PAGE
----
Activists recognised one of the key lessons learnt from their anti-nuclear predecessors, the British struggle against coal and fracking and the European Gastivists Network: demanding the end to one ecocidal source of energy may not mean that government and industry will necessarily choose renewables.

Indeed, despite the wins of the green movements against nuclear in Germany and coal in the UK, fossil capitalism has resulted in the expansion of coal in Germany and the shift to gas and biomass in the UK. Adding gas infrastructure to the repertoire of targets for Ende Gelände has marked a significant development for the strategic orientation of the movement.


Mobilising three thousand activists for this Ende Gelände in the midst of coronavirus times was a significant decision for the organisers and not one taken lightly.

Ende Gelände has regularly organised large-scale protest camps, reaching a peak of around 7,000 attendees in June last year (2019). This time, organisers developed a corona-secure ‘Hygiene Concept’ that differentiated this mobilisation from previous years.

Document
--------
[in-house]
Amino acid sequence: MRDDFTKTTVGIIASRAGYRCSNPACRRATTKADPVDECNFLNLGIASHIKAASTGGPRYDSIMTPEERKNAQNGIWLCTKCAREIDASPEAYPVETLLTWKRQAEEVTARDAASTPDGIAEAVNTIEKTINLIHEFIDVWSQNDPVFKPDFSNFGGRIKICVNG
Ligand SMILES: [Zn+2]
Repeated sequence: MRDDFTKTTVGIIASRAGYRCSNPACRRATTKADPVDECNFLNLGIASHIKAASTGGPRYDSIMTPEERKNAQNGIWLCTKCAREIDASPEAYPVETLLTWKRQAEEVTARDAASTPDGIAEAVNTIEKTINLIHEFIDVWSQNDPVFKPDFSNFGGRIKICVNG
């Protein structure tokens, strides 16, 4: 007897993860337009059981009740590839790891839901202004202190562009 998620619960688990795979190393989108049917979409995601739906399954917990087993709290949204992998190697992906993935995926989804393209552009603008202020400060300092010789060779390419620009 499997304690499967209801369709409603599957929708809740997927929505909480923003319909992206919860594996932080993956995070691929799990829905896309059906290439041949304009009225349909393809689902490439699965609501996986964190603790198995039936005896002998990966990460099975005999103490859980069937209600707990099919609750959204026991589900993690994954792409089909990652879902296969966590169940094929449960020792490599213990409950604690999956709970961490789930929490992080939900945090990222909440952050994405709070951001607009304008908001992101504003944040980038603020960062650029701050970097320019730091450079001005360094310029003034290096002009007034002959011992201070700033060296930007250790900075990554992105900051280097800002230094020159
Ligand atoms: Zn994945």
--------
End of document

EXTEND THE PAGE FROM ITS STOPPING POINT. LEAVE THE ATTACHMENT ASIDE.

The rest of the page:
Instead of one large camp, a multitude of much smaller camps and urban convergence spaces were created to reduce infection risk. The affinity group model for direct action organising took on an even greater significance as participants were allowed to mix with their affinity group but kept distant from others and spent as little time in confined spaces as possible.

Along with one-way systems and regular hand washing, organisers even developed their own anonymous Corona tracking system to trace infections if there was a break-out.

There was a significant reduction in international activists compared to recent years, as people from particular areas of Europe like France and Brussels were banned from participating. The Hygiene Concept was non-negotiable for all activists. 


This Hygiene Concept was also central to the actions themselves. Ende Gelände uses a ‘finger’ model where hundreds or even thousands of people march together to push through police lines and occupy the targets. This time there were significantly more ‘fingers’ to reduce the Corona risk.